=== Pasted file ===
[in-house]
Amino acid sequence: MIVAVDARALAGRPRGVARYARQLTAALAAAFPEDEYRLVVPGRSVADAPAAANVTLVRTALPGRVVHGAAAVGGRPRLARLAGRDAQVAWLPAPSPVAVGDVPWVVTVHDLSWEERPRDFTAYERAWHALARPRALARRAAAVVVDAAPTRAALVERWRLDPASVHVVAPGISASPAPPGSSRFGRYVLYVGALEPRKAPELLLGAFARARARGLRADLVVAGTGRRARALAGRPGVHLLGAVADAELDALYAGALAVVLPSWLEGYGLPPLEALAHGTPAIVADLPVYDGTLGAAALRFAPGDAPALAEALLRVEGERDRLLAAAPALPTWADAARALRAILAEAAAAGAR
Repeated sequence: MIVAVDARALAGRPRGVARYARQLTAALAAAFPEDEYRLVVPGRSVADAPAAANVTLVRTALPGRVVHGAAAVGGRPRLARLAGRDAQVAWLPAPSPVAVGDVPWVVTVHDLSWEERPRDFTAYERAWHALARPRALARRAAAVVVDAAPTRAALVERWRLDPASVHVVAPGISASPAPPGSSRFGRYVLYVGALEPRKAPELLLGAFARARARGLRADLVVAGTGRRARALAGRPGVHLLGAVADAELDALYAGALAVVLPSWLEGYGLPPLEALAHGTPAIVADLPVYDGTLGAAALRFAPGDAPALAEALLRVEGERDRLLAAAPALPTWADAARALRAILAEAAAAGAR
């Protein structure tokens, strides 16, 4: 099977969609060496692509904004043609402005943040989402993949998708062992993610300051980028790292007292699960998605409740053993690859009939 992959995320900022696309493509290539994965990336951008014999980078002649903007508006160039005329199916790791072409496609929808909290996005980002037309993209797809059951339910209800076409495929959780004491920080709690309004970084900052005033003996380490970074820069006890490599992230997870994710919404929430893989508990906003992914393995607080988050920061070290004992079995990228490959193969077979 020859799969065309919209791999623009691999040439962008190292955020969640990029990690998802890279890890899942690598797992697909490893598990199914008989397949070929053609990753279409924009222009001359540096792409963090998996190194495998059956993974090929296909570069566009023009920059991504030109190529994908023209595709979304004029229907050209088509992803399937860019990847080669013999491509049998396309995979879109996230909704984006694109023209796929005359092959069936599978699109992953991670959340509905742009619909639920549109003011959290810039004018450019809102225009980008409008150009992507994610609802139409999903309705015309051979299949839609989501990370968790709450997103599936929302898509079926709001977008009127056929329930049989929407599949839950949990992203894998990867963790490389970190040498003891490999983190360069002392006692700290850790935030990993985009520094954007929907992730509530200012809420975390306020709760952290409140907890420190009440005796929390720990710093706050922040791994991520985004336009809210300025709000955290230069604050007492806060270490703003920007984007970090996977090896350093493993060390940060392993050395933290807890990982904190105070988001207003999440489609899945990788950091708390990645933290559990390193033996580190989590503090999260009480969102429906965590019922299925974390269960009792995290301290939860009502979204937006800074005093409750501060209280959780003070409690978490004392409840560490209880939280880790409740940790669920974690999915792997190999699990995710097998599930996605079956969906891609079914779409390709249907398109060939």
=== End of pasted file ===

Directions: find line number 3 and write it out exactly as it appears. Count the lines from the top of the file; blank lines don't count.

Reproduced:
Repeated sequence: MIVAVDARALAGRPRGVARYARQLTAALAAAFPEDEYRLVVPGRSVADAPAAANVTLVRTALPGRVVHGAAAVGGRPRLARLAGRDAQVAWLPAPSPVAVGDVPWVVTVHDLSWEERPRDFTAYERAWHALARPRALARRAAAVVVDAAPTRAALVERWRLDPASVHVVAPGISASPAPPGSSRFGRYVLYVGALEPRKAPELLLGAFARARARGLRADLVVAGTGRRARALAGRPGVHLLGAVADAELDALYAGALAVVLPSWLEGYGLPPLEALAHGTPAIVADLPVYDGTLGAAALRFAPGDAPALAEALLRVEGERDRLLAAAPALPTWADAARALRAILAEAAAAGAR